Still, Gonzalez notes that some of his clients haven't been doing so great, and that some have had to sell their properties to private equity firms. "It's very tragic," he says, although he doesn't specify whether those clients have been driven to liquidate because of the eviction moratorium. Surely he wouldn't mislead us.

Weirdly, nowhere in his catalog of miseries does Gonzalez mention whether he or his renters have applied for the federal emergency rental assistance program that's supposed to help both landlords and tenants. If only he'd read our handy guide to the emergency program, he'd know landlords can apply too, if he didn't know! Now, it's true some states have had a hell of a problem actually disbursing the funds, but we're surprised he doesn't even mention the program.

But he sure is steamed about his lazy-ass tenants, who he suspects may be cheating him, since that's how people just are. He's not happy that to qualify for the eviction moratorium, tenants only need to provide a statement to their landlord that they've experienced a loss of income and are unable to pay rent, but they don't need to actually provide "proof of hardship," which he says could "eliminate some of the questions landlords like me have about our tenants."

Not having concrete proof his tenants are genuinely suffering makes him mighty suspicious, which we guess adds to his own suffering, which, in case you forgot, is a very real 15 percent reduction in profit.

We see that there's an incredible number of open jobs, and communities are opening up in spite of the COVID-19 Delta variant. It's likely that our tenants have received jobs and are now working.

Our tenants don't have to provide any documentation to us, so they could be working, and we see that they're buying new goods, but they're not paying rent.

NEW goods? Is that even allowed? He doesn't specifically mention what "goods" his cheating prosperous tenants are flaunting in his face, but we bet it must be outrageous. Like maybe a new business jet or a tacky giant globe with a chrome sculpture of a droopy Lockheed Constellation on it? Or maybe even clothes or toys that didn't come from a thrift store.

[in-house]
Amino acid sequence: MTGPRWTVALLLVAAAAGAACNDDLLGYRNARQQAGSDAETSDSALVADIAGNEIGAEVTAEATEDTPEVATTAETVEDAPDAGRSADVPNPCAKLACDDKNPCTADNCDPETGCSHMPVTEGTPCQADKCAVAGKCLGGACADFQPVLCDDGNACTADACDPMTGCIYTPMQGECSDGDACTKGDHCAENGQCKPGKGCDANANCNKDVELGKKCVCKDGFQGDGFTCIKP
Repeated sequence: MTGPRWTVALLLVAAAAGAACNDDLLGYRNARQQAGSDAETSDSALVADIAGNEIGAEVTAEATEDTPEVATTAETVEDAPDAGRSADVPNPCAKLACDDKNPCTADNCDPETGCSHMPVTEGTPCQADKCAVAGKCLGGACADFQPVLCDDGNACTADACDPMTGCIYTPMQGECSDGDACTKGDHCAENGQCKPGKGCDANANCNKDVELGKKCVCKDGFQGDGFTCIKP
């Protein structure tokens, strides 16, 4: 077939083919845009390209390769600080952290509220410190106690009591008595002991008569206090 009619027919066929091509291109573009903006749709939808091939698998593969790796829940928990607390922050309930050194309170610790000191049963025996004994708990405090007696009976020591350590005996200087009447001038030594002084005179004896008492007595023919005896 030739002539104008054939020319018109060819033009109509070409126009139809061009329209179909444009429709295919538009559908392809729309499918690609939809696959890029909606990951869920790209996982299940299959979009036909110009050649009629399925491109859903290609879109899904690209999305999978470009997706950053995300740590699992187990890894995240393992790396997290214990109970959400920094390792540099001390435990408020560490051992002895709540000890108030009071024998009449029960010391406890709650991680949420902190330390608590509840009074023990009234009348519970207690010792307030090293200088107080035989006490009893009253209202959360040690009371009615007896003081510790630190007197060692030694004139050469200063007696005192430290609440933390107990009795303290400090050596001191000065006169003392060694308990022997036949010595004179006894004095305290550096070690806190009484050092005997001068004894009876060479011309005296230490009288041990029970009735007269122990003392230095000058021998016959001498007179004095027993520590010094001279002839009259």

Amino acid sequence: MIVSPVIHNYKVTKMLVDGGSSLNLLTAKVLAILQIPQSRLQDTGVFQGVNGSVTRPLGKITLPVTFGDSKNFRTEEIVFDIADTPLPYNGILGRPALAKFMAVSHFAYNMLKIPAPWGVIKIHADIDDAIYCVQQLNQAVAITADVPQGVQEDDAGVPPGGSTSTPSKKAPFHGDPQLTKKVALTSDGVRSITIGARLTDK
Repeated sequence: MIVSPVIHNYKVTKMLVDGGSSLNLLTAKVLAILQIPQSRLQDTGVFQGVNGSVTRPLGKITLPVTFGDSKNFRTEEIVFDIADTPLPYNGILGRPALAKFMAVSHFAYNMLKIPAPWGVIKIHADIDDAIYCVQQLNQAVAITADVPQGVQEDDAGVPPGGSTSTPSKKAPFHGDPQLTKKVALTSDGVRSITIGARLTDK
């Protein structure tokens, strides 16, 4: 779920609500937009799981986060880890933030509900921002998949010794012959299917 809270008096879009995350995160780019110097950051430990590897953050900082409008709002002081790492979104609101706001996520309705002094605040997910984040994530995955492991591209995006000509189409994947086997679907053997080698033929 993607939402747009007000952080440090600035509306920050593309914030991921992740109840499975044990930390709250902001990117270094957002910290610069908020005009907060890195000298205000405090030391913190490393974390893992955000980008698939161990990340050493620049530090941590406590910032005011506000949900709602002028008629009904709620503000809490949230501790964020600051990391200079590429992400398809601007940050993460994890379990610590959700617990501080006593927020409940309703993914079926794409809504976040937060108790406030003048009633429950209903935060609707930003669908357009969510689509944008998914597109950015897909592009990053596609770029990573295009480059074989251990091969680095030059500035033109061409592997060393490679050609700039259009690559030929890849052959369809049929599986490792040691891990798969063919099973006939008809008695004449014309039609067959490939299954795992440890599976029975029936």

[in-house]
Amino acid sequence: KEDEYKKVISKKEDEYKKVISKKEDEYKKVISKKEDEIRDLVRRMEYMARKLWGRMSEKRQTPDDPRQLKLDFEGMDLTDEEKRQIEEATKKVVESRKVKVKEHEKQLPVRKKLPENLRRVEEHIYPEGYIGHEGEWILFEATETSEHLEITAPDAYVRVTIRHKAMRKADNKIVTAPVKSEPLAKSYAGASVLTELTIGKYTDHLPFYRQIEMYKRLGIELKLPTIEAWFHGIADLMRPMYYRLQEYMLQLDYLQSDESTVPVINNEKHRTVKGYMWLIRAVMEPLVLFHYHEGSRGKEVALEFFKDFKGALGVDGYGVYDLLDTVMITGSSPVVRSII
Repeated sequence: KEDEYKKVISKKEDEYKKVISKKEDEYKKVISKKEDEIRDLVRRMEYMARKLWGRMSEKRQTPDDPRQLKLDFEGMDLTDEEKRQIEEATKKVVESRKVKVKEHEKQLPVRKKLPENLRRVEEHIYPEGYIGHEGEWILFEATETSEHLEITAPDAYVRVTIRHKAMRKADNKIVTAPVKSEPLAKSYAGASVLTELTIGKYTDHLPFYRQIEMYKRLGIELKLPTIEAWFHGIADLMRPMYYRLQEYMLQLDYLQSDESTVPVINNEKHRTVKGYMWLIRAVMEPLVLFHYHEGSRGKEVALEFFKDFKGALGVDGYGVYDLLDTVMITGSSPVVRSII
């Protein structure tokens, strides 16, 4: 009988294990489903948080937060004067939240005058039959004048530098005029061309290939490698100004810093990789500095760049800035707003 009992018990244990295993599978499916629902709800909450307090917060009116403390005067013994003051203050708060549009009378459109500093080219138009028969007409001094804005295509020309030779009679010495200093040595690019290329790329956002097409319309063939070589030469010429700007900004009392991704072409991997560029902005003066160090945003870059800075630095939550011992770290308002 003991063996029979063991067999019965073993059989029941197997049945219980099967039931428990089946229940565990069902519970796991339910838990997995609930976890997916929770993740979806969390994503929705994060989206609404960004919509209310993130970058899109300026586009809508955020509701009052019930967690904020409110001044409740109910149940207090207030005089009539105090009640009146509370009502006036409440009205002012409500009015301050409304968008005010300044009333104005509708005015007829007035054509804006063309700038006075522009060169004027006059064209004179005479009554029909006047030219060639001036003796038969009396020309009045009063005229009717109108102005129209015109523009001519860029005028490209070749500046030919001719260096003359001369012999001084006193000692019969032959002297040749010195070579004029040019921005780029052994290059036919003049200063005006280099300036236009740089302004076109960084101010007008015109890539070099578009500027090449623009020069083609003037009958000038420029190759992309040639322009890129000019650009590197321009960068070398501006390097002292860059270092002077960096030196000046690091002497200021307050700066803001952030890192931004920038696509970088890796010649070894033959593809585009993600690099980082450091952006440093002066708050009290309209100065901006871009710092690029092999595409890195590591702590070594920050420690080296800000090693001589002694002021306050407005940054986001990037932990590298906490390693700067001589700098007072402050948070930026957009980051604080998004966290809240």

Gonzalez sniffs that if these outrages continue, there'll be trouble:

We're not there yet, but if it becomes clear people are taking advantage of the moratorium, we will have to discuss action with our legal team.

Ooh, maybe he spotted his tenants posting a video of themselves unboxing a shiny new lawyer of their own!

Also, Gonzalez offers advice for other beleaguered landlords, like for instance seeking Small Business Administration financing or even writing off their losses on prior tax years, so they won't suffer quite so much. (Hilariously, he notes again that "I haven't had to take these avenues, but I've helped my clients do so." What a humanitarian who works in the tax business!)

In conclusion, we sure are glad to know that things are tough all over, and our spirits were certainly lifted by Mr. Gonzalez's closing words:

The eviction moratorium is tricky for everyone. We're in this together, so we've got to come together and get through this.

Like, all of us together except those probably wealthy tenants he's keeping his eye on. One more slip-up and he will come down on them like a million-ton shithammer.

[Insider (subscription content)]

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Doktor Zoom

Doktor Zoom's real name is Marty Kelley, and he lives in the wilds of Boise, Idaho. He is not a medical doctor, but does have a real PhD in Rhetoric. You should definitely donate some money to this little mommyblog where he has finally found acceptance and cat pictures. He is on maternity leave until 2033. Here is his Twitter, also. His quest to avoid prolixity is not going so great.